• How about the first Academic Affairs and schools restructuring in 30 years thanks to Provost Anne Huot, Committee Chair Rich Fenton, and all of you who contributed to the dialogue? As a result, we will better accentuate our core academic strengths.
  • Further, this restructuring repositions the division, the deans, and the entire College in a more robust position for the upcoming comprehensive campaign…and, by the way, do not be surprised to see my time and energy increasingly devoted to fund–raising and the campaign if we wish for success!
  • Did you know that we just completed the most successful fund–raising year ever, raising $2.19 million thanks to the efforts of Vice President Roxanne Johnston, the Division of Advancement, and our Foundation? And give yourselves a hand for giving more than $160,000, thanks to Faculty/Staff Campaign Tri–chairs Trish Ralph, Dave Bagley and Ginny Campbell. But truthfully, we need to do much more.
  • Thanks to the good work of Vice President Katy Wilson and the Enrollment Management & Student Affairs folks, we’ve infused new recruitment and admissions strategies for undergraduate admissions including additional recruitment areas downstate, a fresh marketing approach and new communications software, a holistic review process (similar to that being used by private colleges and the Cal System), plus acceptance into the National Common Application Process.  Thus, we’re on target to meet our updated targets for new freshmen and transfers.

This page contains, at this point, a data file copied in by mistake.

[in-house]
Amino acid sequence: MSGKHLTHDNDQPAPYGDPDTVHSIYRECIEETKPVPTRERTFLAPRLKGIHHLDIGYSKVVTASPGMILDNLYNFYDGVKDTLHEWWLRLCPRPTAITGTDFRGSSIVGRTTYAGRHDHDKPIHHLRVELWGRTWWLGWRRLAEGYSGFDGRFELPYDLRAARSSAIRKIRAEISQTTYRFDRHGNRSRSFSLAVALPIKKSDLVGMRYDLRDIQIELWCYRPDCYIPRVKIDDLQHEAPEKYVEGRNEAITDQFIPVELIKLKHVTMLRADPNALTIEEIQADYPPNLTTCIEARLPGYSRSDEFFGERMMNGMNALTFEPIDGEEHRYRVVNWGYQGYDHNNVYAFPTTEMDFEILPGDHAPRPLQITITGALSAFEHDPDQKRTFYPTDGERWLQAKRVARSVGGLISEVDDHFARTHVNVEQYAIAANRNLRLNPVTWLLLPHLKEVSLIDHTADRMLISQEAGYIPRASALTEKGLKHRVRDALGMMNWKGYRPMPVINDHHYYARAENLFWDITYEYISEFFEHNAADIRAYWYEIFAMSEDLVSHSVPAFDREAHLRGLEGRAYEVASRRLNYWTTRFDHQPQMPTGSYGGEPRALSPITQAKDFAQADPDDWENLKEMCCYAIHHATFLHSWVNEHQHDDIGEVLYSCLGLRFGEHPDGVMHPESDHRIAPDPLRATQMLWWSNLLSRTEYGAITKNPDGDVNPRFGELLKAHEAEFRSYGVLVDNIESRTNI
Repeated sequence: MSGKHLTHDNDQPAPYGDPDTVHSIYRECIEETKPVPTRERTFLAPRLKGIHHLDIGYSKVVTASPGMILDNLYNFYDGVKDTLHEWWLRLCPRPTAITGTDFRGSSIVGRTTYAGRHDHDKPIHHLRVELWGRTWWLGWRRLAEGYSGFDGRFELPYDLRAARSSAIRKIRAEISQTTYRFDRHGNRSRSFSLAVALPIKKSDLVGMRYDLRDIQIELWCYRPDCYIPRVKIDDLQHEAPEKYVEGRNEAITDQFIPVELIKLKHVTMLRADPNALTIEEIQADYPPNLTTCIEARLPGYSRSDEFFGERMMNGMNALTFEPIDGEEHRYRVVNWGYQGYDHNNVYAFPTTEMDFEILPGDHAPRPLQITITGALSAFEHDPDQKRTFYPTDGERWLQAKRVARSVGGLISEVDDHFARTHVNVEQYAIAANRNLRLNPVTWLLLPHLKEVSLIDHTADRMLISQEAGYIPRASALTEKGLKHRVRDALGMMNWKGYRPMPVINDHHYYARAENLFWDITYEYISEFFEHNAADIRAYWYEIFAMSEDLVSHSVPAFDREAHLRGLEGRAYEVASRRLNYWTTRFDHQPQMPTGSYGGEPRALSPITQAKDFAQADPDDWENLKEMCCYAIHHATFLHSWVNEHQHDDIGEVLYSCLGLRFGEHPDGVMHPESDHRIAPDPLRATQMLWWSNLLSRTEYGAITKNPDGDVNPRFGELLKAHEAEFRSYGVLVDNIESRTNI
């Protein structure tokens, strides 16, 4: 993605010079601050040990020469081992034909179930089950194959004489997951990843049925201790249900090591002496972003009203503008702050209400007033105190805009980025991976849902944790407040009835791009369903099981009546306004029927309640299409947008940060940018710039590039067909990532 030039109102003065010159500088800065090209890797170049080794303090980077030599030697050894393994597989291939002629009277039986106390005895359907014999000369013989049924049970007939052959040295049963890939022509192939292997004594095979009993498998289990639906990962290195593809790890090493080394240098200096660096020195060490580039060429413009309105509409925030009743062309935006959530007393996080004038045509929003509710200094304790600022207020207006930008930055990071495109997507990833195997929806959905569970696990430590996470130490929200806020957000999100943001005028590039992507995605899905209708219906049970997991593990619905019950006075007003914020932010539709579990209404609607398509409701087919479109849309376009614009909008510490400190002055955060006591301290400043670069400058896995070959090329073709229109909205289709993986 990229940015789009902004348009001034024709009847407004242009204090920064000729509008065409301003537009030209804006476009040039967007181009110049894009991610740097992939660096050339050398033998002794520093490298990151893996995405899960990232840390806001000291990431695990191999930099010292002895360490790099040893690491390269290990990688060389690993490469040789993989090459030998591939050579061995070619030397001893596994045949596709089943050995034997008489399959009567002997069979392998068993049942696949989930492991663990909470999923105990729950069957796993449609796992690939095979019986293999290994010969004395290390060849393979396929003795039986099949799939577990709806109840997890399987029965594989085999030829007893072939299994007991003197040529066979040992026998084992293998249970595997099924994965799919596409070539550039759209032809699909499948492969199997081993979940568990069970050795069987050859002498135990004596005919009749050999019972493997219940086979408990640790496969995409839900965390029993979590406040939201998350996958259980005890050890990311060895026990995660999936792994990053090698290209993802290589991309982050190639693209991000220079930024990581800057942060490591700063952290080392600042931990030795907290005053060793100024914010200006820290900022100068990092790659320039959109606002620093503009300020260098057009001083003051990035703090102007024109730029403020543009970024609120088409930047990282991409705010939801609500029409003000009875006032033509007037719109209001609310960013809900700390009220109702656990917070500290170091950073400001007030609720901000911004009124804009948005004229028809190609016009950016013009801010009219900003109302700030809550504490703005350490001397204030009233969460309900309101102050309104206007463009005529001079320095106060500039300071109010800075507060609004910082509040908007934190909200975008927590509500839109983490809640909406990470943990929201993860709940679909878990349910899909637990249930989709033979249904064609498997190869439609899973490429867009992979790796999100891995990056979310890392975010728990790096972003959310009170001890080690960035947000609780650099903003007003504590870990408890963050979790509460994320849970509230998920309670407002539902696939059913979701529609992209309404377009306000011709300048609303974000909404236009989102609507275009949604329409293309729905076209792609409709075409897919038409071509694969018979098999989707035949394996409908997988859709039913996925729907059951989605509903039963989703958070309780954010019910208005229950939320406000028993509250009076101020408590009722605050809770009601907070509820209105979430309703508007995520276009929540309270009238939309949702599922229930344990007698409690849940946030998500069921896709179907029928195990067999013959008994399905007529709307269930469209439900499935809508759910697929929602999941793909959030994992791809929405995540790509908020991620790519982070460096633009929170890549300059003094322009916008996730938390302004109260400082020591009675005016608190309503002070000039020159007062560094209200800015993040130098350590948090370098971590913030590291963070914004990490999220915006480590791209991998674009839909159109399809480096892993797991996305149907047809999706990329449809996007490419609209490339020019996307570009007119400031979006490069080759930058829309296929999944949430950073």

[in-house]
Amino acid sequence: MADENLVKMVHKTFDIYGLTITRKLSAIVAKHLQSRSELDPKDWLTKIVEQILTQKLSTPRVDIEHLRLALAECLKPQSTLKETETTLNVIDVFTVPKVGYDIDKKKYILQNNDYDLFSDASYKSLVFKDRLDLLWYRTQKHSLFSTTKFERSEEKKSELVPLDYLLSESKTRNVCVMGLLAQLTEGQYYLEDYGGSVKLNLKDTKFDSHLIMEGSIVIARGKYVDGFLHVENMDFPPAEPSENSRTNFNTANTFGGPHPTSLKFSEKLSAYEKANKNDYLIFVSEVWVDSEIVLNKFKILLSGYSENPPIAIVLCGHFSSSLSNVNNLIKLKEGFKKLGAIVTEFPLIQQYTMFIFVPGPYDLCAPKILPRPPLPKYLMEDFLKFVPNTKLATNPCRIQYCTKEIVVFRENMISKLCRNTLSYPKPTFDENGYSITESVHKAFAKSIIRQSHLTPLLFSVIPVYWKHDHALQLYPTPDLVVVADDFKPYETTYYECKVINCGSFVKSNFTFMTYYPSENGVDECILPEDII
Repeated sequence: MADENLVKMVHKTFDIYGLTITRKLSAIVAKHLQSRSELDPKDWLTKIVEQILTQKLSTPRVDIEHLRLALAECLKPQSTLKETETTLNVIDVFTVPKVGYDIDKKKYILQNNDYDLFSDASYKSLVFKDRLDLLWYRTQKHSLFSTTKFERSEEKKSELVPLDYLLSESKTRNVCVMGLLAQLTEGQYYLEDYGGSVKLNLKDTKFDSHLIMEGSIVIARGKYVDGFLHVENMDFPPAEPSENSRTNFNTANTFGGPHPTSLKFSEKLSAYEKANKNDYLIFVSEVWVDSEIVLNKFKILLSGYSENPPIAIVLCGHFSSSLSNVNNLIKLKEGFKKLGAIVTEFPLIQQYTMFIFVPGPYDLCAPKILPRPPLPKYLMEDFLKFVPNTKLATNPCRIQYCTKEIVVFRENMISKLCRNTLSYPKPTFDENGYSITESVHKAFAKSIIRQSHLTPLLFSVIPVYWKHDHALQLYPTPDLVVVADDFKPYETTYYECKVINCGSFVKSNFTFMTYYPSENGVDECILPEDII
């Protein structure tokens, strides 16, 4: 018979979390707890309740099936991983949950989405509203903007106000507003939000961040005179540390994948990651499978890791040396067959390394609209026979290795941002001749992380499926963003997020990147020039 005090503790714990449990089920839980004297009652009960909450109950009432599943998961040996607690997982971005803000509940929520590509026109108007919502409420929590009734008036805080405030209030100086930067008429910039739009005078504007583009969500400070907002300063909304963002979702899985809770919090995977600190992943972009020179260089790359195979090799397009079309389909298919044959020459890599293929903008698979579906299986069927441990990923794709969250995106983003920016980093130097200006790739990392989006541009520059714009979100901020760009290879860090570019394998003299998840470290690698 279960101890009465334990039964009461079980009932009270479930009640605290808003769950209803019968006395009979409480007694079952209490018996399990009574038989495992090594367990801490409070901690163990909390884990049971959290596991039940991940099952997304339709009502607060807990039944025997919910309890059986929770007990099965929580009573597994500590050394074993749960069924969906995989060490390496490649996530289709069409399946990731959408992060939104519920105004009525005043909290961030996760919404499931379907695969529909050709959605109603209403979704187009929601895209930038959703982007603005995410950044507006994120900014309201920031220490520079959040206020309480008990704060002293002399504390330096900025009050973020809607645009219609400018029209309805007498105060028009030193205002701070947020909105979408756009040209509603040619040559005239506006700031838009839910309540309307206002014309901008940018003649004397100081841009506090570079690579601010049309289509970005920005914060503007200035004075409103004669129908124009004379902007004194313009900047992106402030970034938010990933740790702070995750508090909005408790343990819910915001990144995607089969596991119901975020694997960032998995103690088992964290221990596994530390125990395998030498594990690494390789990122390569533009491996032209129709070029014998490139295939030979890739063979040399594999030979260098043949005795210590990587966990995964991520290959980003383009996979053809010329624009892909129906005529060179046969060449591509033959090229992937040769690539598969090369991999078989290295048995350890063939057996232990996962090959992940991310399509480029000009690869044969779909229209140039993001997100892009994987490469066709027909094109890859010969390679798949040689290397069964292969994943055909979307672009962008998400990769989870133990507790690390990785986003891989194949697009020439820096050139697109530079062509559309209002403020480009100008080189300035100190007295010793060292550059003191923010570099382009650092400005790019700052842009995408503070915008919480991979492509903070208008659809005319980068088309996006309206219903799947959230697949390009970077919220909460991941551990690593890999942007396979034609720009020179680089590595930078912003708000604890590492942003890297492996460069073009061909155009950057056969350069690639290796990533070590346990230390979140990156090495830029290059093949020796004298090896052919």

• Collaboration is also a key word as Enrollment Management & Student Affairs has collaborated with the Brockport Auxiliary Service Corporation to refer students to the new College Suites so triples in residence halls are not exacerbated, and collaborated with Academic Affairs for two new learning communities: Health & Fitness and Civic Engagement & Service Learning to add to the existing two, a Global Village and Math & Science, bringing our total to four.